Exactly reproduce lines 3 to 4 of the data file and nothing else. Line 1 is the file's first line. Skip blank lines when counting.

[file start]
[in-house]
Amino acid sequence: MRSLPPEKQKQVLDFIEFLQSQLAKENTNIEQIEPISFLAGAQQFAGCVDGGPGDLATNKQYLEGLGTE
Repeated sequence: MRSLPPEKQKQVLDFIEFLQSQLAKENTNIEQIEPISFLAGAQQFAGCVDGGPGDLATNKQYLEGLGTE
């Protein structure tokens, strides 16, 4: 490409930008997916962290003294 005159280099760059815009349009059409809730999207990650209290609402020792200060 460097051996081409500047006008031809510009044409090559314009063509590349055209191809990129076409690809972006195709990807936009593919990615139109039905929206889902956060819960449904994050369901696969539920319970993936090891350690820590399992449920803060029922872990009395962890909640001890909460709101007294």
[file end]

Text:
Repeated sequence: MRSLPPEKQKQVLDFIEFLQSQLAKENTNIEQIEPISFLAGAQQFAGCVDGGPGDLATNKQYLEGLGTE
């Protein structure tokens, strides 16, 4: 490409930008997916962290003294 005159280099760059815009349009059409809730999207990650209290609402020792200060 460097051996081409500047006008031809510009044409090559314009063509590349055209191809990129076409690809972006195709990807936009593919990615139109039905929206889902956060819960449904994050369901696969539920319970993936090891350690820590399992449920803060029922872990009395962890909640001890909460709101007294």